If I knew one thing about weddings, it was that they had tremendous opportunities for speech giving. Never being one to care about the actual rules, when my sister was getting married, this would’ve been 2004-ish, I knew I wanted to feel the smooth, dry, cold handle of a microphone in my hand.
After getting the nod from my sister, I wrote a poem of sorts for the occasion. Having just finished a season of Russell Simmons’ Deaf Poetry Jam on HBO, I labeled myself a “Suburban Wordsmith.” Being proud of that title, I even began the reading by introducing myself as such.
I don’t remember how the moment was chosen, or who did the choosing, but I confidently held the microphone in my hand just before the DJ was scheduled to lift people out of their seats. I knocked everyone’s socks off with my little speech.
I think he was happy that it moved her, though I also think it was lost on my brother-in-law (he’s an accountant). But the rest of everyone liked it, or at least they told me so. I should say, the rest of everyone under the age of 70. Given that it was my first time in a room of that size, all I was able to give the old folks was a longing for the days when people spoke loud enough to hear.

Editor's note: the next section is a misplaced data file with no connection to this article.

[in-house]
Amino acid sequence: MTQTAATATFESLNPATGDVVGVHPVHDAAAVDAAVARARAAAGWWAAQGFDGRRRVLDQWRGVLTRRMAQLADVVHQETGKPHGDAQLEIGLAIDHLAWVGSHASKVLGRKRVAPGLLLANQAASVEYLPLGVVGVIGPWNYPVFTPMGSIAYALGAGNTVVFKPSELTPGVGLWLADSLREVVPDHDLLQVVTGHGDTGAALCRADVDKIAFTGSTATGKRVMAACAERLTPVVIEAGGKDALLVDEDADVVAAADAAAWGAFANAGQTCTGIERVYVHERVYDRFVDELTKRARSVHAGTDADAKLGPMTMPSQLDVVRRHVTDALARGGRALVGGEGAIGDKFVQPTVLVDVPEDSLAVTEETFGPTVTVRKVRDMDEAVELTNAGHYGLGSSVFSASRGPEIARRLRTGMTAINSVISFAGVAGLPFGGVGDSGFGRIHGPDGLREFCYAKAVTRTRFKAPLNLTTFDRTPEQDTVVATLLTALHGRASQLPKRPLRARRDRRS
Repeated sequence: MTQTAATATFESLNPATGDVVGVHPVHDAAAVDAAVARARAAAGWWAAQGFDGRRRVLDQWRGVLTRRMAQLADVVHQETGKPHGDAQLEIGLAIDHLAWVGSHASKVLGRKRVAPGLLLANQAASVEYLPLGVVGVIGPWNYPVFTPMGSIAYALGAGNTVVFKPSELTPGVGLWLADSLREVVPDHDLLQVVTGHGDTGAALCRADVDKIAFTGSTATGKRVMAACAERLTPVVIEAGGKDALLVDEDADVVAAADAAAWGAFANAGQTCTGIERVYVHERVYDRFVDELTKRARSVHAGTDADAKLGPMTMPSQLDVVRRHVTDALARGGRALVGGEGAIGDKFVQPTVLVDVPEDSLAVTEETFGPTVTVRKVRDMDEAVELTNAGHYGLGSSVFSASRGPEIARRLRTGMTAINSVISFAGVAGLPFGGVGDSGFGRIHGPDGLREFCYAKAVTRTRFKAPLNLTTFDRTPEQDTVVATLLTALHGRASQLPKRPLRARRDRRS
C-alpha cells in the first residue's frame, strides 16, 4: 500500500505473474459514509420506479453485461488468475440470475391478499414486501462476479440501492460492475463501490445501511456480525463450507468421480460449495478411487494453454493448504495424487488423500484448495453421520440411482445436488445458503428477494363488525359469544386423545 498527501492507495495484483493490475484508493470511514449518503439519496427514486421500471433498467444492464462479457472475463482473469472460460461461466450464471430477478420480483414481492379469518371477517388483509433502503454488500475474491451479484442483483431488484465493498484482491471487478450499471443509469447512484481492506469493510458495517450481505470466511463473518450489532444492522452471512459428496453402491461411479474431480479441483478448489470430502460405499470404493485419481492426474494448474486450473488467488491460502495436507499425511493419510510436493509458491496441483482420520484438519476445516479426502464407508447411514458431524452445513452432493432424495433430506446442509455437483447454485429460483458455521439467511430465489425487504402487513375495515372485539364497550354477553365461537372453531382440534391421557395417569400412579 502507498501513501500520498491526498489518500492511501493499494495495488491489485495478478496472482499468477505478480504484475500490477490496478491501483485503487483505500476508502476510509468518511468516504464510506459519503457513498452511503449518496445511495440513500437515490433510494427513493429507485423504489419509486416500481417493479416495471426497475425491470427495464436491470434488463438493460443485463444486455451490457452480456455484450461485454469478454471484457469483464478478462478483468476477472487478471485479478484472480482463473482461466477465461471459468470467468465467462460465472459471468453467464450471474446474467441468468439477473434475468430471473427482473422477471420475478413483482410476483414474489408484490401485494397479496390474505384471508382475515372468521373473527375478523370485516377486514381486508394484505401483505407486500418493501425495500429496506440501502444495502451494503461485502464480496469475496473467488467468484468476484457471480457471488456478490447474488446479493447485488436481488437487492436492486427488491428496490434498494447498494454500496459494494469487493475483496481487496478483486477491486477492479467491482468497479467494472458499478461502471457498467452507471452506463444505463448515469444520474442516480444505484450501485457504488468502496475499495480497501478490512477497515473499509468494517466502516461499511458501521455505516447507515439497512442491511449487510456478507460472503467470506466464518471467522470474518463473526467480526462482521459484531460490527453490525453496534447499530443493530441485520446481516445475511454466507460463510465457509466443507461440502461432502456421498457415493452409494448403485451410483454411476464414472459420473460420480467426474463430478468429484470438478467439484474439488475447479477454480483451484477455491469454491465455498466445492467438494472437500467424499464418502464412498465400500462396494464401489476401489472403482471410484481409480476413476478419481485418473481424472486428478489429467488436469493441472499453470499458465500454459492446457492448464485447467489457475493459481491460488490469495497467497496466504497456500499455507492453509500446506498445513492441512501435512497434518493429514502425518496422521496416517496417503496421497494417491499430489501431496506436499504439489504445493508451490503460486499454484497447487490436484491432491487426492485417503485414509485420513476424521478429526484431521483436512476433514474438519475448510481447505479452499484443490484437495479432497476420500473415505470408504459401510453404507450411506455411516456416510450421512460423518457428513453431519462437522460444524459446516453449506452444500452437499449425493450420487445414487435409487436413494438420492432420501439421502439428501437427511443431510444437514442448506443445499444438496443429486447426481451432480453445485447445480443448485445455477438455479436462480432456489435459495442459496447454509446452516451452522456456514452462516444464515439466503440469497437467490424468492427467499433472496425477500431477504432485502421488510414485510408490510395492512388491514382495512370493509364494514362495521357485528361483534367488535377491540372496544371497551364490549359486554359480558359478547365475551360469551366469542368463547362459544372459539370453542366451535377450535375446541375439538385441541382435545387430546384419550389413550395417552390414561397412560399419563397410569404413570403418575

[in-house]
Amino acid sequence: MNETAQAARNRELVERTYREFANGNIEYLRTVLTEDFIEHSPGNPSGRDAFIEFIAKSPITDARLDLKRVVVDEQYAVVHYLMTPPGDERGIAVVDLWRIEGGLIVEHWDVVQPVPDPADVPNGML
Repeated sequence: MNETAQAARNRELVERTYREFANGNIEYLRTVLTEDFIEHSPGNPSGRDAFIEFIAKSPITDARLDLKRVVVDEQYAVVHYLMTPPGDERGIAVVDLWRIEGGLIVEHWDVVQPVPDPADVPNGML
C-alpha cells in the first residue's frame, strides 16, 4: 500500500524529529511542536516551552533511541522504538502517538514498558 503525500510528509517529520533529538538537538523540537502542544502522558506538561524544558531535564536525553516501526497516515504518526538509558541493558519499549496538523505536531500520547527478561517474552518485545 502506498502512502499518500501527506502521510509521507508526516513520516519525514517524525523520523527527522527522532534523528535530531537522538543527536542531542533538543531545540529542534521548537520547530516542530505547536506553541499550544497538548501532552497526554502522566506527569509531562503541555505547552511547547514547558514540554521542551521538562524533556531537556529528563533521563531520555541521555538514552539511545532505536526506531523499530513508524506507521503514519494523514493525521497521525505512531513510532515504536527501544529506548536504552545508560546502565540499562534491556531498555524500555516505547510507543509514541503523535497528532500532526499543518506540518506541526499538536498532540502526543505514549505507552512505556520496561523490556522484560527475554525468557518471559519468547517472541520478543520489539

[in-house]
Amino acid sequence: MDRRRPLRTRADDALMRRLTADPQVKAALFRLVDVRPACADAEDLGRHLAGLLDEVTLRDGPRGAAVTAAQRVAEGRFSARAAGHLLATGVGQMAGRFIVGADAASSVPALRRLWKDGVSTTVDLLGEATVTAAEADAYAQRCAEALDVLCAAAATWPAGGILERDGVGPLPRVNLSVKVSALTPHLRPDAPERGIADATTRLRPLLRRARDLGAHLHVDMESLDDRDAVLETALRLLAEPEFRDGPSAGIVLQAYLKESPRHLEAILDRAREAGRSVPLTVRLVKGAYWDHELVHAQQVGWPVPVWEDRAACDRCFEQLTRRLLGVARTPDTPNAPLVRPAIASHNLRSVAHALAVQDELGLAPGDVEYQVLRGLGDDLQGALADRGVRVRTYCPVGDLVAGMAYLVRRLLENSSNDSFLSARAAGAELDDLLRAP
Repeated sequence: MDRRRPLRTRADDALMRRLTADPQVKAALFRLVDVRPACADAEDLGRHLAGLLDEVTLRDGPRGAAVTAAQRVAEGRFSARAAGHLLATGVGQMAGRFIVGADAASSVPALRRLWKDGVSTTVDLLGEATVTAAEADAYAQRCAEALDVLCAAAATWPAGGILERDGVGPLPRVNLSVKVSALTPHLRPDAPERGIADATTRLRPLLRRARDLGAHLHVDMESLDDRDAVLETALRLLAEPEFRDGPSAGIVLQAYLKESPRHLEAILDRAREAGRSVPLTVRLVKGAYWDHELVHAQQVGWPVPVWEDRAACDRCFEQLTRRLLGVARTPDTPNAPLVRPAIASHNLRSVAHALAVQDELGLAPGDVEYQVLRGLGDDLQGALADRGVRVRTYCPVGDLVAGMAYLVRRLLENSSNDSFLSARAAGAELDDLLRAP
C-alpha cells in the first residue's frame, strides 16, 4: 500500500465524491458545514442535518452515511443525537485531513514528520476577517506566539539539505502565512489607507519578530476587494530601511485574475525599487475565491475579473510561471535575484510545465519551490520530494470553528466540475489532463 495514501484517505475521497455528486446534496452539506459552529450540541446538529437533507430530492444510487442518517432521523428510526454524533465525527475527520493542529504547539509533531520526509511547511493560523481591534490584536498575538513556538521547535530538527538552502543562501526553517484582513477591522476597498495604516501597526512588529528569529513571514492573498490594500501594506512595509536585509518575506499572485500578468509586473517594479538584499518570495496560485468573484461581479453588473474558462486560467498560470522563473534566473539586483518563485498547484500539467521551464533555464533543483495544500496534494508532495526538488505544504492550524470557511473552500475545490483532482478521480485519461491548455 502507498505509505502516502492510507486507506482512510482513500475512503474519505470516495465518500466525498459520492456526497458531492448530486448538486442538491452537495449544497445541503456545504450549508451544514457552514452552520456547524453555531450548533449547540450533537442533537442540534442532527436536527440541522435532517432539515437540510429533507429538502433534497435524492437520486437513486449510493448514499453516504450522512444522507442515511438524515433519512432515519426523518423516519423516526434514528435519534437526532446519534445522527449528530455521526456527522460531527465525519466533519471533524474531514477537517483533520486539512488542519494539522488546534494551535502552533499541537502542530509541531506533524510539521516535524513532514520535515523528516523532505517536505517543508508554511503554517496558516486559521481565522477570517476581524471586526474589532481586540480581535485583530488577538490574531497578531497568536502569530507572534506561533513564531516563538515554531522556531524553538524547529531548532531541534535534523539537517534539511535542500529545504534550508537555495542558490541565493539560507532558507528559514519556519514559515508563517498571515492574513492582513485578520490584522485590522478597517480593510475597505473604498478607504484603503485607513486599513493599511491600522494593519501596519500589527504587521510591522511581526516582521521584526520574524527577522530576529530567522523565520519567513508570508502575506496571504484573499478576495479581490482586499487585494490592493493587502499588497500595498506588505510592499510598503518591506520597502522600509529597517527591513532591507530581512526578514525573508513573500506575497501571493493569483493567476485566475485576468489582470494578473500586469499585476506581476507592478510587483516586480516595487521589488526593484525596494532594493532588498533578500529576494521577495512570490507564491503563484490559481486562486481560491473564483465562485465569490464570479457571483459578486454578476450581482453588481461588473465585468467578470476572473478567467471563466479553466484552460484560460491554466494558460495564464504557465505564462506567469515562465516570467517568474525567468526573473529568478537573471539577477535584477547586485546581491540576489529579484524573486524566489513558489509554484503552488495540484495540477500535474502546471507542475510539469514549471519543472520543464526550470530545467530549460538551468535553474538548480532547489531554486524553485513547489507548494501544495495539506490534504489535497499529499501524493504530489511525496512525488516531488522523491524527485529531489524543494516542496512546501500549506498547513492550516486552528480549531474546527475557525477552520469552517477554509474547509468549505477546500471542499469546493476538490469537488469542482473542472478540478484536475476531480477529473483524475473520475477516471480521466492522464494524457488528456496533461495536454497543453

Today, the speech—I think—still sits on their dresser, framed in a very gaudy, tacky, but somehow fitting frame that is made up of textured flower heads, all very pastel.
I didn’t know it then, but I do now, that that moment should be counted as one of the most revealing moments of my life. To me, doing that was what any brother would do. But when I really sit back and think about the fact that, for fun, I wrote and delivered a speech that honored my sister at her wedding in very heartfelt ways, the truth is I don’t know too many people who do that. And the ones that would do that probably consider themselves wordsmiths as well. I used to think I did it because I cared more, or had a bigger heart. That sounds like vanity to me these days.
Flying by, the decade since has confirmed that for better or worse I am a writer.